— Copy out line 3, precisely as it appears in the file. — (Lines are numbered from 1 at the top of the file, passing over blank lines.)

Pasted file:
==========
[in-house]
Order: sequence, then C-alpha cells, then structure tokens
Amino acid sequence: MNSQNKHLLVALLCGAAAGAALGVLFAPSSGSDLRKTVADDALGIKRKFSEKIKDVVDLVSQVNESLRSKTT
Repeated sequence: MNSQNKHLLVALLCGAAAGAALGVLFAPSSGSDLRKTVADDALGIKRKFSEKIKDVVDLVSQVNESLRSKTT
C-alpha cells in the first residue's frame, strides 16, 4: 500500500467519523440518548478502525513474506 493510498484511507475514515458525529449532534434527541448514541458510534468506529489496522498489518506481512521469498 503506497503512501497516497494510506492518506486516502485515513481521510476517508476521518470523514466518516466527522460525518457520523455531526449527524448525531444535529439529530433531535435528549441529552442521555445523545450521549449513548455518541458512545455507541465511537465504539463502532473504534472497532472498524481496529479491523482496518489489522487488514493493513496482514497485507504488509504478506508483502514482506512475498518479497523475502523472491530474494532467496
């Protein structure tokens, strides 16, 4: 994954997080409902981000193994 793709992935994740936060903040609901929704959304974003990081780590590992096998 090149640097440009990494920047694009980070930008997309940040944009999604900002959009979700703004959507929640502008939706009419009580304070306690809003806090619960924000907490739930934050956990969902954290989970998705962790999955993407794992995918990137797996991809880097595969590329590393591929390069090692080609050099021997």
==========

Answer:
Amino acid sequence: MNSQNKHLLVALLCGAAAGAALGVLFAPSSGSDLRKTVADDALGIKRKFSEKIKDVVDLVSQVNESLRSKTT